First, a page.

Axver (axver) wrote,
Axver
axver

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An important issue: organ donation

The news this evening broadcast a story about a call to introduce an "opt out" scheme for organ donation in Australia to replace our current "opt in" system. This follows a similar proposal being put forth in the UK, and the successful implementation of such a system in Spain. The Health Minister has nonetheless ruled out an "opt out" approach for now, and I have noticed one thing - nobody seems to have come forth with a reasonable case against an "opt out" system (it seems the main argument is that Australia's just not ready for it), or for that matter, a reasonable case against organ donation.

I cannot think of a single logical reason why someone would not wish to donate their organs after their death. I occasionally hear someone state that they have legally lodged their intent to not donate, but this is never followed by an explanation as to why. In the couple of Internet forums where I have had the chance to question someone on this matter, they have either not posted again or dodged/ignored the question entirely. Come on. You're dead. You don't need the organs; they're not of any benefit left in your body. If you want to have an open viewing at your funeral, there is no external evidence that you're missing some of your insides. I'll go as far as saying that opting out is a decidedly selfish and stupid move, especially as it seems objectors are incapable of providing a persuasive argument in their favour. I'm willing to reconsider and publicly retract my accusation of stupidity though, so if you object and think you have a good reason, please, speak up. I'd like to hear it.

The argument against donation that I do hear regularly is the basic religious argument, which comes in various forms - the sanctity of the body as God's creation, the state of the body at a resurrection before a final judgement, and others. All of these arguments completely irk me, as I think they are, to put it mildly, theologically flimsy. They essentially imply either or both of two things. Firstly, the weakness of a deity; it does not have the power to restore any organs that may be necessary, or to wholly remake the body in the case of cremation - all the while seemingly ignoring the emphasis put upon the soul as an intangible part of being that exists beyond the temporal plane of existence. Secondly, the malevolence of a deity; for reasons not stated, the deity has some kind of opposition to a generous act that can prolong the life of another person. Surely, if life itself is the creation of the deity, it would not just approve but actually ordain any actions that can be taken to prolong life and improve its quality?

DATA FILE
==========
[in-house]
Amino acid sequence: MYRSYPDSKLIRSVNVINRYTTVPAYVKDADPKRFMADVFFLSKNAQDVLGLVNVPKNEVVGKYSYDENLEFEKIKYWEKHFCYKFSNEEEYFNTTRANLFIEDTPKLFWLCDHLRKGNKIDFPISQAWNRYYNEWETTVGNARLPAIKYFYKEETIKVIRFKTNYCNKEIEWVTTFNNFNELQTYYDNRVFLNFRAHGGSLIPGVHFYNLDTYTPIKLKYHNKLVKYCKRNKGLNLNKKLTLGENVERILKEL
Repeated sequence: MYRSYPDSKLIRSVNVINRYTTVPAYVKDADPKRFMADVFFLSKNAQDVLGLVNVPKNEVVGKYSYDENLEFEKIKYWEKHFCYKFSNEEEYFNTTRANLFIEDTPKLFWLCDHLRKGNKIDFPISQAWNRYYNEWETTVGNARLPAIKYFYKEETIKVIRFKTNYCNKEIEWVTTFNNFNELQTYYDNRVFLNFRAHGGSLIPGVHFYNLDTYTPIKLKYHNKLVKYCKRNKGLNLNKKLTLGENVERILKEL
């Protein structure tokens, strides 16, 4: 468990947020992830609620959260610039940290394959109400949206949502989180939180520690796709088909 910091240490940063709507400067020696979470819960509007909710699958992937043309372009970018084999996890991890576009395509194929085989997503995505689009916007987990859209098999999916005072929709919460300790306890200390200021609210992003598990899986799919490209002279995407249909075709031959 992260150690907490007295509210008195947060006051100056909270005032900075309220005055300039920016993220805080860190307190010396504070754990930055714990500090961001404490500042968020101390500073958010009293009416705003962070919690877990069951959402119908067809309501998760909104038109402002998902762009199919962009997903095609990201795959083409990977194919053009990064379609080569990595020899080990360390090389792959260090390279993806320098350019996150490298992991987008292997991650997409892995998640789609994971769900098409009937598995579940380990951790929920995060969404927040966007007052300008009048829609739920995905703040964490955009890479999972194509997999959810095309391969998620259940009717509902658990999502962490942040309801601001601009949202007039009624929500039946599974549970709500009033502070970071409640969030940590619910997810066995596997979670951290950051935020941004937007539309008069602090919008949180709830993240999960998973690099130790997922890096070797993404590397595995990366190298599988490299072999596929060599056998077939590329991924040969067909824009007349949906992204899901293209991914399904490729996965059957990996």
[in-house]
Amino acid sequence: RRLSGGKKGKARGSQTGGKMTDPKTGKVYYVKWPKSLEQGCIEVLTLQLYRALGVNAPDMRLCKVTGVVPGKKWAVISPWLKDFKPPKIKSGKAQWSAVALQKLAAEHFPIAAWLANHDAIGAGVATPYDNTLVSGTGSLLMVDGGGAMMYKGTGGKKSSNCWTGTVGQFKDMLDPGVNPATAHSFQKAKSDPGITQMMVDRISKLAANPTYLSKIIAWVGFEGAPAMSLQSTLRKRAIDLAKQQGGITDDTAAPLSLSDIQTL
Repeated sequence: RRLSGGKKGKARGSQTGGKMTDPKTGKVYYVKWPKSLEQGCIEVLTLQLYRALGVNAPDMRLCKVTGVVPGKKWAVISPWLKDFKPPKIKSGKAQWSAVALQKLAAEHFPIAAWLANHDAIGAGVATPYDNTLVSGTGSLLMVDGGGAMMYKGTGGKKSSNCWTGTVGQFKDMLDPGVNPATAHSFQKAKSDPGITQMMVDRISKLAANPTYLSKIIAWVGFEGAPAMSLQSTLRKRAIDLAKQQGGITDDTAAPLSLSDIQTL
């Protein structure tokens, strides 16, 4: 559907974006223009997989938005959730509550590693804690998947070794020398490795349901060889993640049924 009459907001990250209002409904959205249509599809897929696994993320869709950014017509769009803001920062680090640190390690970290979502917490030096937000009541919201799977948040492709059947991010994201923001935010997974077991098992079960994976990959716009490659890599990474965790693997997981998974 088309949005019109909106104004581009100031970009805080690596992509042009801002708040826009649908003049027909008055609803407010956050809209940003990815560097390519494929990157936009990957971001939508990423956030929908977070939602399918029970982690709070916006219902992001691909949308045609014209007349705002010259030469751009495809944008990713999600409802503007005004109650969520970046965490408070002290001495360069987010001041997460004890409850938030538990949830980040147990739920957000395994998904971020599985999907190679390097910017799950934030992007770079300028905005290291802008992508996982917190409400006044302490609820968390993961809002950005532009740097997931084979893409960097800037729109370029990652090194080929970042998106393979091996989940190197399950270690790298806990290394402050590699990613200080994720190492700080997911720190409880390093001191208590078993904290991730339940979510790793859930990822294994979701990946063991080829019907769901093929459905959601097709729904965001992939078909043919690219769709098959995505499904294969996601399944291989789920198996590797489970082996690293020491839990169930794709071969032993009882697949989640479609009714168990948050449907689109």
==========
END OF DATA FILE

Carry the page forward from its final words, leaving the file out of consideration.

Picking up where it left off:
Well, in any case, for those of you in Australia, if you wish to opt in to the current organ donation scheme, you can do so here on Medicare's website. For the record, I have made it very clear to my mother that I wish every useful part of my body to be donated; I have realised that I am not actually on the register and shall rectify that immediately upon my return from New Zealand (the online registration requires the receipt of an item of mail, and I do not wish to have letters piling up while I am away). I have furthermore made it clear that if I cannot donate my organs, if at all possible I want them to be given to science for any research that can be done. I have to die at some point, and while I bloody well hope that's many decades away, when I do die I might as well be usefully dead rather than worm food.
Tags: australia, death, health, life, medicine, organ donation
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